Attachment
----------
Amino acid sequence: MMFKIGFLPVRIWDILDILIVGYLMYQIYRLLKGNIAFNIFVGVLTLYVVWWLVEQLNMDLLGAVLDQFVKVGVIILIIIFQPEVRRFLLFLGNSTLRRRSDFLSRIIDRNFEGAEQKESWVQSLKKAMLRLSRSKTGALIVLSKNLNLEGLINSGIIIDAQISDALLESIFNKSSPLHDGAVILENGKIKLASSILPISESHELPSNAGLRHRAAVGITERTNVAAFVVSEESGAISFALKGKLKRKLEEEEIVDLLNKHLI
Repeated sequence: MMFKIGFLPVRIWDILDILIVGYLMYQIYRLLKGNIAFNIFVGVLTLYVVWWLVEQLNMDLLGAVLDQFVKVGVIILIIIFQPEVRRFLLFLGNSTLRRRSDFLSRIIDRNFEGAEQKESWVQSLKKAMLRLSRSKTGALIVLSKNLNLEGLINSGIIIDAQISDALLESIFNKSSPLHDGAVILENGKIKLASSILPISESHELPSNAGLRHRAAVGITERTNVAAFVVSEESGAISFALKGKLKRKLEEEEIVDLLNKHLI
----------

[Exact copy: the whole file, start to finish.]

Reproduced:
Amino acid sequence: MMFKIGFLPVRIWDILDILIVGYLMYQIYRLLKGNIAFNIFVGVLTLYVVWWLVEQLNMDLLGAVLDQFVKVGVIILIIIFQPEVRRFLLFLGNSTLRRRSDFLSRIIDRNFEGAEQKESWVQSLKKAMLRLSRSKTGALIVLSKNLNLEGLINSGIIIDAQISDALLESIFNKSSPLHDGAVILENGKIKLASSILPISESHELPSNAGLRHRAAVGITERTNVAAFVVSEESGAISFALKGKLKRKLEEEEIVDLLNKHLI
Repeated sequence: MMFKIGFLPVRIWDILDILIVGYLMYQIYRLLKGNIAFNIFVGVLTLYVVWWLVEQLNMDLLGAVLDQFVKVGVIILIIIFQPEVRRFLLFLGNSTLRRRSDFLSRIIDRNFEGAEQKESWVQSLKKAMLRLSRSKTGALIVLSKNLNLEGLINSGIIIDAQISDALLESIFNKSSPLHDGAVILENGKIKLASSILPISESHELPSNAGLRHRAAVGITERTNVAAFVVSEESGAISFALKGKLKRKLEEEEIVDLLNKHLI